I also got a chance to speak to Chris Kimble, John’s nephew and the son of Larry, who passed away in 2012. Chris was too young to remember their exploits but heard the stories of their efforts in the years after.

“My uncle was a big strong guy that I always looked up to and he and my dad were always thick as thieves,” he remembered. “He loved family and was very passionate about Alabama, where he grew up and his parents still lived. We’d go back there two to three times a year, even after my father passed, and we were planning to go again this month. He had a great work ethic and was always pushing people forward to do the right thing. He could be super stubborn but he was a great guy.”

I also reached out to Rodney Flournoy, who had a long relationship with Kimble dating back to working on his Top Fueler in the late 1970s. That’s Rodney above steering Kimble’s car back to the pits at the 1978 World Finals at Ontario Motor Speedway in this great photo from Brian Crawford's Atomic Hot Links Flickr page, where he has some more Kimble pics or here for his entire 1978 Finals album.

“I met John when I was 13 or 14 years old,” Flournoy recalled. “A good friend of ours, Eugene McNeal, asked if I could help him run his car. My dad had taught me all about building engines and working on cars, so it was a great opportunity for me. John taught me the ropes of driving trucks and traveling all over the country from 1976 through 1978 before I got my first Funny Car. I remember our first trip together to Indy in 1976. That was really something for a kid from California.

“We stayed in touch through all the years and I even saw him at the Nitro Revival event at Irwindale last May. He was like a second father to me all those years. He taught me a lot over the years and the first guy who took me to a bar and got drunk! We’d go all over, to places like Union Grove, Wis., to run at Great Lakes [Dragaway]."

RELATED: Rodney Flournoy: Still nitro after all these years

Funny Car world champion siblings Tony and Cruz Pedregon both had connections to Kimble from their days growing up in Gardena, which neighbored Compton. The brothers were also involved in the world of diesel trucks and often did business with Kimble and spent time with him and his family.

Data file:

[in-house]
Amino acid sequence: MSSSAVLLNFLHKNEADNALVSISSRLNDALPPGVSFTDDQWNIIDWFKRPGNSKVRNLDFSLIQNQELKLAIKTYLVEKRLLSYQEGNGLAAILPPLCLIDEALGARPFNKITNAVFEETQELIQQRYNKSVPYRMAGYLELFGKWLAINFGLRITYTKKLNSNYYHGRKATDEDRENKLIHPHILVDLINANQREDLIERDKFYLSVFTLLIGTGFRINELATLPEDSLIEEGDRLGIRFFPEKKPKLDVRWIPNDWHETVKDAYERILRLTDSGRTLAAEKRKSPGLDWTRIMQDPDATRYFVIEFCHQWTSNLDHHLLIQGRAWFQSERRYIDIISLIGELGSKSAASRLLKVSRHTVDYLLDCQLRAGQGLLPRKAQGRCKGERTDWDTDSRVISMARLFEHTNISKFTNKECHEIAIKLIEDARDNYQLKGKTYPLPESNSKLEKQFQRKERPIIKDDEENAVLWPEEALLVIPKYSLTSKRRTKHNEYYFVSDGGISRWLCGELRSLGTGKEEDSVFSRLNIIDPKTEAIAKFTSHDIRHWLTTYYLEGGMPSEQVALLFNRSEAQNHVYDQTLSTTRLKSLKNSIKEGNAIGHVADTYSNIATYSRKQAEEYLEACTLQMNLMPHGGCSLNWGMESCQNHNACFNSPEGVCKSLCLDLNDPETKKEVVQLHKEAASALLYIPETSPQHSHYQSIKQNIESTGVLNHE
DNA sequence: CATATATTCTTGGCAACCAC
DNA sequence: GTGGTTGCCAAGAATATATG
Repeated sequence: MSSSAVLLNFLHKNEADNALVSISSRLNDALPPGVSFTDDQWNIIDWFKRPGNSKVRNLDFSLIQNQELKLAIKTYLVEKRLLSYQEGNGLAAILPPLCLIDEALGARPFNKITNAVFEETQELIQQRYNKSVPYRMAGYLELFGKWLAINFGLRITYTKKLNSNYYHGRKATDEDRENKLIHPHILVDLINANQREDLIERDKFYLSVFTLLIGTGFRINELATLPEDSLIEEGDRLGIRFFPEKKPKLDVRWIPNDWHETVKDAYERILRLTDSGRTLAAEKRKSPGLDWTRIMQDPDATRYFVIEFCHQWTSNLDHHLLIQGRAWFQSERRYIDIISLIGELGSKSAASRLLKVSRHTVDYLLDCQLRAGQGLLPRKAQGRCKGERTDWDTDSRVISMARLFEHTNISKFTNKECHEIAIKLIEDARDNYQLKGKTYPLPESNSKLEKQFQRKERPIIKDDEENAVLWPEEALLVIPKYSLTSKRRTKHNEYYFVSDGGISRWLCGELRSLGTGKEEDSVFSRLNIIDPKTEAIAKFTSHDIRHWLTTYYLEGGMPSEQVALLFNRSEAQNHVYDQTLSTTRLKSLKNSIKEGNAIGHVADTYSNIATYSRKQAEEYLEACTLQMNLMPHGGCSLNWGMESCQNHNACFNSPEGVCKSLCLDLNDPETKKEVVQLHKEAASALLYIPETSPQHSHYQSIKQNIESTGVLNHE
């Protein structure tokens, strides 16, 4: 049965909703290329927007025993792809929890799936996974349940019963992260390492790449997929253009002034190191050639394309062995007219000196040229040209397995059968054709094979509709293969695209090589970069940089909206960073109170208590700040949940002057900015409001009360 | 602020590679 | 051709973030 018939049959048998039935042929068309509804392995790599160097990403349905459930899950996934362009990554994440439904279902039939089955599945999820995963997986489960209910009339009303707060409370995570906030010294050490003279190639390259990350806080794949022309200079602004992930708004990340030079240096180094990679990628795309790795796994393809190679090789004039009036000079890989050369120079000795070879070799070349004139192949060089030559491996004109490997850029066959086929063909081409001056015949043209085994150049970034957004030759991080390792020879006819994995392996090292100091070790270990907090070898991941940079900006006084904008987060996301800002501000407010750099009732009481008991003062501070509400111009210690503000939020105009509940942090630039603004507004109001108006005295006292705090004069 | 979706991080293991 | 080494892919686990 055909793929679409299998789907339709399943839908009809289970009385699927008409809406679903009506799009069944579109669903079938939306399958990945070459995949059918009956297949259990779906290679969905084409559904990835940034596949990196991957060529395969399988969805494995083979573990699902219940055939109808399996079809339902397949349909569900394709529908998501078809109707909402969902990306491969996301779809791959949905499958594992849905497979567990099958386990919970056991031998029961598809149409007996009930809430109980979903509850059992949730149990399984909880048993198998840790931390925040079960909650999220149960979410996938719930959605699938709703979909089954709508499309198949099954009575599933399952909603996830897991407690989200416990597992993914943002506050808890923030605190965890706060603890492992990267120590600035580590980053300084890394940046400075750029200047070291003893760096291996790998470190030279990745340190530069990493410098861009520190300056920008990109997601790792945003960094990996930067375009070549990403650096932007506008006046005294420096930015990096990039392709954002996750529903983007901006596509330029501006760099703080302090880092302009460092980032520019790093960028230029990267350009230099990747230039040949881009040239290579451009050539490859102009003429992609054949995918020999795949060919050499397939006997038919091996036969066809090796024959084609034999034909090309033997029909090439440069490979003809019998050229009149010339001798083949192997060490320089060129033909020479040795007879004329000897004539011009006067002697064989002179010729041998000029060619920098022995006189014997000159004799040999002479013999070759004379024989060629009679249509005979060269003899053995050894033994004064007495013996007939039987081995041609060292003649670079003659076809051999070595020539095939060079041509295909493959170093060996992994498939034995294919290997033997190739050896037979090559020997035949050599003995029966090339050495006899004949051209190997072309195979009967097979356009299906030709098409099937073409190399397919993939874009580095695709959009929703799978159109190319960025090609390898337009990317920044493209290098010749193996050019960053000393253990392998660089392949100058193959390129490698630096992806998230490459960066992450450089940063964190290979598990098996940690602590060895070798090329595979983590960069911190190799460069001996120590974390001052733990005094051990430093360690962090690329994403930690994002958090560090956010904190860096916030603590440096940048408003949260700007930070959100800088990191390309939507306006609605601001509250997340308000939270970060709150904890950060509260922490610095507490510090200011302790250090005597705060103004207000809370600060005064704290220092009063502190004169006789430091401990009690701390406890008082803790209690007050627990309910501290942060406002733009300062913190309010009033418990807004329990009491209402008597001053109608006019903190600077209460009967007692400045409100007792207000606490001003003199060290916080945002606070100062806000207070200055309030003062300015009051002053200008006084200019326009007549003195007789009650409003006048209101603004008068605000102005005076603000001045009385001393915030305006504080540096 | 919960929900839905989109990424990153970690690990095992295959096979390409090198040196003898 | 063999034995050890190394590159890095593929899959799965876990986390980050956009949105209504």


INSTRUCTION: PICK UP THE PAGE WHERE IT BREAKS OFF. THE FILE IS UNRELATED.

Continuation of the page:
“Cruz and I even got to be crewmembers on his car at one race, the 1984 Finals [in Pomona],” Tony remembered. “We were just teenagers and used to hang out at Joe Pisano’s business, and we had gone to the races with Pisano, who was helping Kimble that weekend. He and [crew chief] Gary Slusser put their Funny Car combination into John’s car because Joe really liked John, not just because he was a customer but he was a real gentleman and a genuine guy. The car sounded really cool but we couldn’t get it qualified. On the last qualifying run, it sounded really good but they had a small fuel leak and they had to shut it off. It was still a memorable weekend for Cruz and I because we got to wear his cool blue crew shirts.

“His equipment always looked good; he had really nice trucks. I remember he’d use one of his truck to haul his Chaparral [trailer] out to the races; I think he may have been the first to do that. We'd go over there to visit and they used to have these legendary cookouts where they’d cook alligator and ribs. They were the real deal and John was just a very cool guy that we connected with. He didn’t have the most competitive car, but he always had some of the nicest equipment on and off the track, and he really enjoyed racing. He was always good to Cruz and I. He was a straight-up kind of guy.”

Brother Cruz echoed those comments and held Kimble in very high esteem.

"You know me, I love trucks,  and John's were always high-end Peterbilts, shiny and chromed, just like his racecars," he said. "I'm a detail guy and I notice that kind of stuff. John was a classy guy on and off the track and carried himself like a pro athlete. We used to joke around that he looked like Muhammad Ali. He was big and strong and just carried himself the right way. He didn't have a lot of money to race on but his presentation was always high-dollar, and I admire that a lot."

Phil Burgess can reached at [email protected]